How often do you wake up to the piercing blare of your
alarm and then spend the day feeling as panicked and disoriented
as when you were first roused? Here are some strategies to
help you feel more calm and in control of your day and your
Usually when people are faced with a time crunch, they think
of ways to multitask, such as brushing their teeth in the
shower, reading their e-mail while having their morning coffee
instead of bantering with colleagues or reviewing documents
while waiting for a meeting to begin. These might buy you
a few minutes but they canít be applied to the multitude of
time-stressed situations that arise throughout the day. The
following strategies can.
Mind the Clock
The most important thing to realize is that in order to beat
the clock, you need to mind the clock. Be conscious of the
amount of time you spend on activities, especially on day-to-day
tasks since we often underestimate how long it actually takes
to accomplish these. For example, if you donít account for
the time it takes to read and respond to the overnight build-up
of e-mail, youíll feel behind schedule every morning before
youíve even started working on your projects!
Make Time Count
Planning is key. You must allocate your time in order
to save time. One simple rule is to spend at least five minutes
each and every day planning your day. Write a list of all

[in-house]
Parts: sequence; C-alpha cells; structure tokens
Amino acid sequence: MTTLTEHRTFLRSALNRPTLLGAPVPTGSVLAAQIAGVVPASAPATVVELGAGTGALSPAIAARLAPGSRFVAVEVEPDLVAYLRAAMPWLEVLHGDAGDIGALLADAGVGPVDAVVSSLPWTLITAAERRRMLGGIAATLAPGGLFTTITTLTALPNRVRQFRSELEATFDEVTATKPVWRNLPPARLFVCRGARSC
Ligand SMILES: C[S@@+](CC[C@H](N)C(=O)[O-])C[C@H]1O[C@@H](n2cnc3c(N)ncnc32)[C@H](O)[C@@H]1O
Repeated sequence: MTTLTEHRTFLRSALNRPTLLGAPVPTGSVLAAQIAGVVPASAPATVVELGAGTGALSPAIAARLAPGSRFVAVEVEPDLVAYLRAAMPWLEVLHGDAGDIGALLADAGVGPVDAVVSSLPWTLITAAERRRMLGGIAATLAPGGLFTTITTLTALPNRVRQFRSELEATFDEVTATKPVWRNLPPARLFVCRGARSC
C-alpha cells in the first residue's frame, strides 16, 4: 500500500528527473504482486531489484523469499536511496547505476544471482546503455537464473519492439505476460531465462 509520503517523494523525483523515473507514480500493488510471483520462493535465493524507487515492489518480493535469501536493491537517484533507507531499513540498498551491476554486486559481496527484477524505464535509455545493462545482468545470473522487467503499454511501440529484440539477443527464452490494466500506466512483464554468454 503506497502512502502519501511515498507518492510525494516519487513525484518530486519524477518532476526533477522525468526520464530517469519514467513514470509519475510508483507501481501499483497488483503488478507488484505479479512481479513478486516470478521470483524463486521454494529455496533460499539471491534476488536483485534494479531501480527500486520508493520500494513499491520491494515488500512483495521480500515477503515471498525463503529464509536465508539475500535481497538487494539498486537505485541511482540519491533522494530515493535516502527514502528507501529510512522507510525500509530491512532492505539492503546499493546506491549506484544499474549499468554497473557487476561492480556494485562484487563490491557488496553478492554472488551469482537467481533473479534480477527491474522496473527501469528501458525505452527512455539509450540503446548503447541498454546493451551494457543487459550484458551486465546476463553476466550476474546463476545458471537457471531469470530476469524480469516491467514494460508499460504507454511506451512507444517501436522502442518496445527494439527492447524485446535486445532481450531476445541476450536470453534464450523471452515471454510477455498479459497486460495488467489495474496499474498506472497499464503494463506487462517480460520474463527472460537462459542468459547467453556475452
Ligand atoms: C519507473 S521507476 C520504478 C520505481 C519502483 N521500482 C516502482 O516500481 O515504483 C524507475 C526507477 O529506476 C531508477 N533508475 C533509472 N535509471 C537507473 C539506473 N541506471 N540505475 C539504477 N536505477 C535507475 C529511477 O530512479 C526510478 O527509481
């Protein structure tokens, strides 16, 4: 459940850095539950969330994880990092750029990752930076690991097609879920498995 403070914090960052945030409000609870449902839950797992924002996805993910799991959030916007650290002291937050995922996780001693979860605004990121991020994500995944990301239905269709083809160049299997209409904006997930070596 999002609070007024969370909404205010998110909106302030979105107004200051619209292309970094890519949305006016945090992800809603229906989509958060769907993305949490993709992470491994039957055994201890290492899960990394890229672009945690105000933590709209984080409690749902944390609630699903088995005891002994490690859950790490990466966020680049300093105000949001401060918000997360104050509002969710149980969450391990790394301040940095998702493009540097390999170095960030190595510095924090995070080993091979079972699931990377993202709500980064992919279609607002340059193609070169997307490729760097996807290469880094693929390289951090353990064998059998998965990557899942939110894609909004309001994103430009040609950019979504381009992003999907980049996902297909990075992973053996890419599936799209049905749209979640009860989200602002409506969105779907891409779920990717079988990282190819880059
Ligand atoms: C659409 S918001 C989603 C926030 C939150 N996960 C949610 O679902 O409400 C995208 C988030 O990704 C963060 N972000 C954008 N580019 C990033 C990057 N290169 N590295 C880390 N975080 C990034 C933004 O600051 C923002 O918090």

the activities you want to accomplish and estimate the time
it will take to perform each. Then, prioritize them in order
of importance. Begin by applying your efforts to the top item
and work to your time deadline. If you have not finished the
activity when the allocated time is up, continue until it
is done before you move on to the next task.
For meetings, the agenda is your most critical ally against
the loss of productive work time. Your agenda should itemize
every topic to be discussed, list the participant(s) to lead
that topic and set a specific amount of time for each one.
Participants should be required to read the agenda well in
advance of the actual meeting, to think about what they will
be asked to comment on and prepare their contribution.
Keep on Track
It may be difficult at first to estimate the amount of
time it takes to accomplish an activity. Start to track how
much time it actually takes to do what youíve intended by
creating a simple table and logging how many minutes you spend
on each task. You may be surprised to see how many times youíre
disrupted and how much time you spend re-orienting yourself
to the task at hand.
You can save a lot of time simply by limiting distractions.
Evaluate whether itís more important to attend to the new
matter or your current activity. Itís critical to monitor
progress and manage disruptions during a meeting. You need
to keep an eye on the clock and stop discussions that you
know are unproductive or better handled outside the meeting.
Since you already know how much work time you have, youíll
have more productive and stress-free days when you make a
plan and can realistically predict how much time it takes
to accomplish your tasks. Now, you can stop the clock before
the alarm goes off.